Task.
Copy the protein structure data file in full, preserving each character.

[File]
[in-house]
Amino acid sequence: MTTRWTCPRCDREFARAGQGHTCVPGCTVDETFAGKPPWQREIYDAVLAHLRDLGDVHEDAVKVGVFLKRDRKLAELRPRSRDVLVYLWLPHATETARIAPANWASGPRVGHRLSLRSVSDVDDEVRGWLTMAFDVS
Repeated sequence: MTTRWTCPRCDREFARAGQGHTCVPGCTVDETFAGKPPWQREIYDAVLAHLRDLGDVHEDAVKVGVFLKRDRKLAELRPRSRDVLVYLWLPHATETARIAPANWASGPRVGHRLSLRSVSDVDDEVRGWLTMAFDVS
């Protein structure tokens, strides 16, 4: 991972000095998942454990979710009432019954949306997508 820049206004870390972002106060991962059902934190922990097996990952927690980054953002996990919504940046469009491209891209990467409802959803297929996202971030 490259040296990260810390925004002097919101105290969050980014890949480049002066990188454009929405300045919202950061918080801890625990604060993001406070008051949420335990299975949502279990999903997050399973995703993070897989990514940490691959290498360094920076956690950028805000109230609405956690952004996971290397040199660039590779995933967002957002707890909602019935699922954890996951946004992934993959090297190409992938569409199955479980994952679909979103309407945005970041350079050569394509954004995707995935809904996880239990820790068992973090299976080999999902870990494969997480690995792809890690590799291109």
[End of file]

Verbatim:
[in-house]
Amino acid sequence: MTTRWTCPRCDREFARAGQGHTCVPGCTVDETFAGKPPWQREIYDAVLAHLRDLGDVHEDAVKVGVFLKRDRKLAELRPRSRDVLVYLWLPHATETARIAPANWASGPRVGHRLSLRSVSDVDDEVRGWLTMAFDVS
Repeated sequence: MTTRWTCPRCDREFARAGQGHTCVPGCTVDETFAGKPPWQREIYDAVLAHLRDLGDVHEDAVKVGVFLKRDRKLAELRPRSRDVLVYLWLPHATETARIAPANWASGPRVGHRLSLRSVSDVDDEVRGWLTMAFDVS
């Protein structure tokens, strides 16, 4: 991972000095998942454990979710009432019954949306997508 820049206004870390972002106060991962059902934190922990097996990952927690980054953002996990919504940046469009491209891209990467409802959803297929996202971030 490259040296990260810390925004002097919101105290969050980014890949480049002066990188454009929405300045919202950061918080801890625990604060993001406070008051949420335990299975949502279990999903997050399973995703993070897989990514940490691959290498360094920076956690950028805000109230609405956690952004996971290397040199660039590779995933967002957002707890909602019935699922954890996951946004992934993959090297190409992938569409199955479980994952679909979103309407945005970041350079050569394509954004995707995935809904996880239990820790068992973090299976080999999902870990494969997480690995792809890690590799291109």